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  4. Insightful post, Neil. Thanks.

    @Montag: The Bible was written in Hebrew, Aramaic, and Greek. That isn’t a translation, that’s the actual writing. We have copies of the original manuscripts (those are NOT translations, they are copies). The English Bible that sits on your desk is a translation from those original Greek copies to the language that you speak today.

    ONE translation = Greek (or Hebrew or Aramaic) to English.

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      1. Little correction regarding number of iterations-translations for what Deepak Chopra claimed. He says, KJV is 19th iterations.

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  5. Neil, an additional argument I heard from Josh McDowell (I started watching Evidence that Demands a Verdict on Youtube Friday) is that even if the telephone effect were more pronounced than we’ve found it, because of the multiplication of copies, we can still tell what was original and what wasn’t.

    The picture Josh uses is that he gives a document to 5 friends, asking each to copy it out by hand 5 times and pass it along to 5 different friends. The number of manuscript copies of Josh’s original letter multiple exponentially, as do expected errors in copying.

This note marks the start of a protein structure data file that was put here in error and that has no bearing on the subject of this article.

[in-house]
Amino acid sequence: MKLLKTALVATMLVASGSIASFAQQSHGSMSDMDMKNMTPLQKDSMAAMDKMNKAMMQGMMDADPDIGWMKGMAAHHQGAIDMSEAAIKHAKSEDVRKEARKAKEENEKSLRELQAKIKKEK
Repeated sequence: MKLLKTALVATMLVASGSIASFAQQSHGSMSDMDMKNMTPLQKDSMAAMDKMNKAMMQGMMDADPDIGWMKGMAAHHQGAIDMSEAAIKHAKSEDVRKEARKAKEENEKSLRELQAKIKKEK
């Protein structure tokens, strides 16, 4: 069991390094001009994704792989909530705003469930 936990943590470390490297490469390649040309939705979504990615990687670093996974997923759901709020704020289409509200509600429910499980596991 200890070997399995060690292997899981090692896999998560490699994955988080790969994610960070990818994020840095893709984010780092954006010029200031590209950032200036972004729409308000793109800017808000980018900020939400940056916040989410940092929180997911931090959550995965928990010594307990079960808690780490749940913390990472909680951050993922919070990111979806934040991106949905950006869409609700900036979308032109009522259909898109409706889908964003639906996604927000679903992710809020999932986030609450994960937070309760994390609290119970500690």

But because the errors are made by different people the errors themselves are different.

    Collecting the documents 10 generations down the line, one simply has to compare and find the outliers, those differences that are unique, and discard them to return to the original document as Josh had first written out.

    This is based on the fact that a faithful transcriptionist will make their best attempt to ensure accuracy in the copy, and therefore errors will likely be few per document. So the errors themselves will remain the exception, and not the rule. Using statistical analysis (or by simply counting all the various errors) it is very easy to find, with authority, the original text.

    And we can be certain the biblical transcriptionists were attempting a faithful duplication, because as a human I could think of a plethora of things I’d have changed were I putting together my own flavor of Christianity:
    > The Israelites would have learned their lessons the first time.
    > Ditto for the disciples.
    > Christianity wouldn’t be so much about denying my baser impulses and would be more about getting along with everybody.
    Etc.

    Even if a significant percentage of the scribes had ulterior motives and modified the text, the likelihood of them modifying it the same way as all the others is infinitesimally small. The majority of the similarities would still be in favor of the original text.

    Regarding translations to and from Aramaic, Hebrew, Greek, and Latin. The fact that we have manuscripts now in all these languages to compare with and test has the same effect as the multitude of documents in the same language.

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      1. It’s a mathematical equation Neil. The sum of all bullshit is less than the number of idiots necessary to produce it. This indicates the disturbing possibility that despite the vast amount of bullshit we encounter every day, there’s even more idiots around the corner.